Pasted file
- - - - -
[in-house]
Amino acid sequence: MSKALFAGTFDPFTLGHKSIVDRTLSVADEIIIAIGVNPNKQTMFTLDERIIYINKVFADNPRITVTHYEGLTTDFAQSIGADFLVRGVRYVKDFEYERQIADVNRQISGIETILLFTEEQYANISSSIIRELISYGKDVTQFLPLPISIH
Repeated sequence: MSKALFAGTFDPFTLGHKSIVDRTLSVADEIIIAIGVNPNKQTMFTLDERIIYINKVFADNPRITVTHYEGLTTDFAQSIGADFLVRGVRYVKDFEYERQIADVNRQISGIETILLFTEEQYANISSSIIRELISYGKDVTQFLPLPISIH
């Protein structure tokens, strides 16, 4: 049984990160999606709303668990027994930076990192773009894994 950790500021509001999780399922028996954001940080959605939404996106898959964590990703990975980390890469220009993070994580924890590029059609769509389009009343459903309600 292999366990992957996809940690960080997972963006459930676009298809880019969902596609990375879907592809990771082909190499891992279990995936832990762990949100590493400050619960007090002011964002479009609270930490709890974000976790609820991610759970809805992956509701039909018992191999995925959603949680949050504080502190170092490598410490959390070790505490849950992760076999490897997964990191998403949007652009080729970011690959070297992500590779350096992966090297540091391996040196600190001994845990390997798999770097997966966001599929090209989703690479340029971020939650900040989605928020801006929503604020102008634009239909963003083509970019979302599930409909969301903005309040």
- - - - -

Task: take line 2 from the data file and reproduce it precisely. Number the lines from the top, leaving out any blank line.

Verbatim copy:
Amino acid sequence: MSKALFAGTFDPFTLGHKSIVDRTLSVADEIIIAIGVNPNKQTMFTLDERIIYINKVFADNPRITVTHYEGLTTDFAQSIGADFLVRGVRYVKDFEYERQIADVNRQISGIETILLFTEEQYANISSSIIRELISYGKDVTQFLPLPISIH